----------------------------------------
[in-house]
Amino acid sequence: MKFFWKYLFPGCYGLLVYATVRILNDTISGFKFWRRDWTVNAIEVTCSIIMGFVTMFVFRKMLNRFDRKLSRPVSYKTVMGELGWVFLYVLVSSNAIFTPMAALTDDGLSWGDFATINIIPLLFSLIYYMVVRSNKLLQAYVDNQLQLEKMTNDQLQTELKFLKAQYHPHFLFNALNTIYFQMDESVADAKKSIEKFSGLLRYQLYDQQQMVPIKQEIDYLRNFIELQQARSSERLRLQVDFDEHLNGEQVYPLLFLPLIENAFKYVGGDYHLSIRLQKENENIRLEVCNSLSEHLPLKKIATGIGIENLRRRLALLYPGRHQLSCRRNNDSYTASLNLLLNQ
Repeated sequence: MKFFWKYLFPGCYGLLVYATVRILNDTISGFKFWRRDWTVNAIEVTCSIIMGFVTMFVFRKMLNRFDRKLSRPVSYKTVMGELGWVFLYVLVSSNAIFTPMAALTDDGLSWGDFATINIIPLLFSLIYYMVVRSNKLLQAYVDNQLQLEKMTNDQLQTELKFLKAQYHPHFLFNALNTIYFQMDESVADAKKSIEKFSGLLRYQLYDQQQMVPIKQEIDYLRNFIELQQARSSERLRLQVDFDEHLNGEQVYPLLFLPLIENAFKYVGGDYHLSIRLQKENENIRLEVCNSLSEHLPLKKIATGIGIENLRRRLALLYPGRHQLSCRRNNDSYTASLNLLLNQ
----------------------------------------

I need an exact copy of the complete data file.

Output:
[in-house]
Amino acid sequence: MKFFWKYLFPGCYGLLVYATVRILNDTISGFKFWRRDWTVNAIEVTCSIIMGFVTMFVFRKMLNRFDRKLSRPVSYKTVMGELGWVFLYVLVSSNAIFTPMAALTDDGLSWGDFATINIIPLLFSLIYYMVVRSNKLLQAYVDNQLQLEKMTNDQLQTELKFLKAQYHPHFLFNALNTIYFQMDESVADAKKSIEKFSGLLRYQLYDQQQMVPIKQEIDYLRNFIELQQARSSERLRLQVDFDEHLNGEQVYPLLFLPLIENAFKYVGGDYHLSIRLQKENENIRLEVCNSLSEHLPLKKIATGIGIENLRRRLALLYPGRHQLSCRRNNDSYTASLNLLLNQ
Repeated sequence: MKFFWKYLFPGCYGLLVYATVRILNDTISGFKFWRRDWTVNAIEVTCSIIMGFVTMFVFRKMLNRFDRKLSRPVSYKTVMGELGWVFLYVLVSSNAIFTPMAALTDDGLSWGDFATINIIPLLFSLIYYMVVRSNKLLQAYVDNQLQLEKMTNDQLQTELKFLKAQYHPHFLFNALNTIYFQMDESVADAKKSIEKFSGLLRYQLYDQQQMVPIKQEIDYLRNFIELQQARSSERLRLQVDFDEHLNGEQVYPLLFLPLIENAFKYVGGDYHLSIRLQKENENIRLEVCNSLSEHLPLKKIATGIGIENLRRRLALLYPGRHQLSCRRNNDSYTASLNLLLNQ